On that note, there’s no better person to ask than you: how do you respond to the common criticism that animal rights activists ‘don’t care about people?’

Face to face with said individual I think I would say something like this: “I understand. Animal Rights people are sometimes myopic in their activism, but can you blame them? The rate of species extinction has increased by a thousand in the past 100 years, and with it, wanton abuse of animals slated for human use has increased exponentially. When one actually stops and seriously takes a look at some of this abuse, it’s hard to turn away. In fact for many people witnessing such abuse consumes them. For each animal activist turned cynical by observing animals and their human abusers there is another who equally fights for the rights of women, gay rights, communities of color, or fights against war. I am one of them; I believe in love and liberation and in doing so I see a need to value liberation for everyone, not just the most privileged species on the planet.”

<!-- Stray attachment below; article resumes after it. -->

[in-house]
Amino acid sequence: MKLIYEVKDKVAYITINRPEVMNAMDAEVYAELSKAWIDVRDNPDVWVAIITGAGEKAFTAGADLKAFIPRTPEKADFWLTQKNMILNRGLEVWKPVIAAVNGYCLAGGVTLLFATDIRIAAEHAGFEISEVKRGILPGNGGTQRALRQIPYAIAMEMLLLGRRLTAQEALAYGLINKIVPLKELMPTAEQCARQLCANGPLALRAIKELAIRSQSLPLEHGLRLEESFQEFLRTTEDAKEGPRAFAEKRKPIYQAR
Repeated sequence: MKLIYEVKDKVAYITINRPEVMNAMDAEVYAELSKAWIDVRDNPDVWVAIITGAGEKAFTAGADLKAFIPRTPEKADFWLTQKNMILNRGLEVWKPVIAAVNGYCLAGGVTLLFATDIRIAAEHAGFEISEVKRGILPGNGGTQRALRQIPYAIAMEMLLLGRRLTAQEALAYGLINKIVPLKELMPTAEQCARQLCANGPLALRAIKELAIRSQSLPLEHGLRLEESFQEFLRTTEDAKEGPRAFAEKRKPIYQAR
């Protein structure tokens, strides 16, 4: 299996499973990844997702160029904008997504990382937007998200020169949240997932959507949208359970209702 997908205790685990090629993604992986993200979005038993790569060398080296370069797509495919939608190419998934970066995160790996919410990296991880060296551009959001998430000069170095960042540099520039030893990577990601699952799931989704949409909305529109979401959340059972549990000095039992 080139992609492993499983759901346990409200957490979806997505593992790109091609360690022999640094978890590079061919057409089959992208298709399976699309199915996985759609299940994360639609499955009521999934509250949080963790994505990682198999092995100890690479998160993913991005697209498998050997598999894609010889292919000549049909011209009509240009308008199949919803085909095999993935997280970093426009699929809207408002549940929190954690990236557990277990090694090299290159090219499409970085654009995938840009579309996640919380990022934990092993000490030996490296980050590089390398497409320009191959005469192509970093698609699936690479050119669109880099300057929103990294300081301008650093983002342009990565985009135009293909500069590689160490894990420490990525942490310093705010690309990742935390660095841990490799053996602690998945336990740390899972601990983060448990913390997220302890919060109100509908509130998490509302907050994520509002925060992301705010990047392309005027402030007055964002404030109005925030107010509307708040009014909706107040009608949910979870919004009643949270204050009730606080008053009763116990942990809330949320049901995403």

Catch Andy at the following events or see (Sparrow Project site) for more information.

July 1, “Perspectives on Liberation” Presentation, Irvine, CA

July 2, Presentation & Video Screening on the Uganda Skate & Solidarity Project, Los Angeles, CA